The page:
If I told you there’s a place in the world that merges the beautiful scenery and landscapes of the Lake District with the cool city vibes of London and the legendary nightlife of Amsterdam…well, you’d think I was making it up, right? I can promise you now, I’m not.
Where am I talking about, you ask? Dublin, of course! And, with St. Patricks Day just around the corner, it’s the perfect time to visit this vibrant city and hear its famously charming accent while you’re at it. On my first trip to the ‘Emerald Isle’, I crammed everything I could into 48 hours, and fell in love. So, let’s start from the beginning.
After a 25-minute bus ride from the airport, I checked into my hotel, right next to Temple Bar. I was starving after a morning of travelling, so I welcomed the hearty beef and Guinness casserole served up to me at Fitzsimmons Temple Bar. I already felt like I was embracing the Irish spirit while I washed my meal down with a pint of the black stuff.
After treating myself at lunch, I took a trip down the cobbled streets of Dublin to some of the city’s most popular attractions, like the Guinness Storehouse at St. James Gate Brewery. I learnt so much about the brewing process of Guinness (e.g. 2,304,000 pints can be fermented in one brewing at the Dublin brewery), and the free samples went down a treat. Also, on St. Paddy’s Day, you’ll find there’s particularly merry celebrations with bands playing and Irish dancing.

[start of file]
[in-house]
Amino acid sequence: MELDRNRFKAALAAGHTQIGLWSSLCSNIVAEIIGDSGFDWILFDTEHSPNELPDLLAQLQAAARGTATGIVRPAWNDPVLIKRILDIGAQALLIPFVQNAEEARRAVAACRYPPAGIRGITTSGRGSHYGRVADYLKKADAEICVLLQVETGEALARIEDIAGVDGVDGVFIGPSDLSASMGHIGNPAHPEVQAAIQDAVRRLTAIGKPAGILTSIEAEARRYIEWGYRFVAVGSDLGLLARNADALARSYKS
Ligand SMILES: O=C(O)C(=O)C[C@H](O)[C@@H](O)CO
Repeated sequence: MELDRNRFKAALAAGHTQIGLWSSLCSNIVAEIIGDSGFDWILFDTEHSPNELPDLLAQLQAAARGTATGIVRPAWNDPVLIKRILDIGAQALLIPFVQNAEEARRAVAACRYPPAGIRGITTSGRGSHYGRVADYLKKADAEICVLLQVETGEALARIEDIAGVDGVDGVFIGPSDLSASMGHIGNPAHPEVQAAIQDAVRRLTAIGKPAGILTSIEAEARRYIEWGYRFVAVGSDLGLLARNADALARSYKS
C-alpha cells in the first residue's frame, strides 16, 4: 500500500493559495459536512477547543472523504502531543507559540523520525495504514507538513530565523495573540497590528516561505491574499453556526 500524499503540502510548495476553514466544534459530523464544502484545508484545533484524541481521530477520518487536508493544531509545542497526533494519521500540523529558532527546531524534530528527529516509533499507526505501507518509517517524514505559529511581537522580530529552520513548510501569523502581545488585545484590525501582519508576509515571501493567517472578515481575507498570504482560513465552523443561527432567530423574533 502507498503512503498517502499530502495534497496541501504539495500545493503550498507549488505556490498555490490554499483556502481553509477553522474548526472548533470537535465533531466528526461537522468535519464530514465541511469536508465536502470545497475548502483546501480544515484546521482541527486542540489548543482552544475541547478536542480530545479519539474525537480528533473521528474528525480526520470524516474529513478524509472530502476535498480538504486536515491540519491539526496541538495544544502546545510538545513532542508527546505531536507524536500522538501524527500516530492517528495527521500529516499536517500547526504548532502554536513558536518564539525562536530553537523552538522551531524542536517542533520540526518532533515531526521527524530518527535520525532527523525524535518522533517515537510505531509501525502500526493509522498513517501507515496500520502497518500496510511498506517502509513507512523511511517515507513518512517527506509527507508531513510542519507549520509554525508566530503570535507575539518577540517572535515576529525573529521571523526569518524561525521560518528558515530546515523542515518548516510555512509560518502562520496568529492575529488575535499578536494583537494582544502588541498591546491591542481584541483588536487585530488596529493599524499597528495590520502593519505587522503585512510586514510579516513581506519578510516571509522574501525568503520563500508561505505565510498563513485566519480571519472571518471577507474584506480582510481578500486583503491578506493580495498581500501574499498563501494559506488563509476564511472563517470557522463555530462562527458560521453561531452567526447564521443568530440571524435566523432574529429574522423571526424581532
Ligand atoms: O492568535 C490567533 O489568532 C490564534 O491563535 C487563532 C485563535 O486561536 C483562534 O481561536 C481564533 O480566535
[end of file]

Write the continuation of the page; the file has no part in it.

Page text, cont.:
After the excitement of learning about my favourite drink, I decided it was about time I took in the panoramic sights of the city. The best spot has to be from Gravity Bar, which has a 360° view of Dublin’s Skyline. Although, we didn’t quite have the luck of the Irish this time, as it rained!
The next morning, we headed to The Little Museum of Dublin to learn all about the origins of the capital and its history. One little gem I can share from my visit is that the name of the city originates from the Gaelic ‘Dubh-Linn’, meaning ‘Black Pool’. It also features a whole room devoted to arguably the most famous export from Dublin: U2 – a band I’ve long adored.
From there, I walked to Trinity College to see its beautiful grounds and visit its famously stunning library, to see the Book of Kells; a book dating back to the 9th Century containing the four Gospels of the New Testament.
To round off my trip, I nipped over to Phoenix Park, the largest city park in Europe, where I found the second largest Obelisk in the world, Wellington Monument. To top off what was one of my favourite ever city breaks, I spent my last night in Temple Bar, filled with Irish dancing and yet more Guinness. What a weekend, I can’t wait to go back!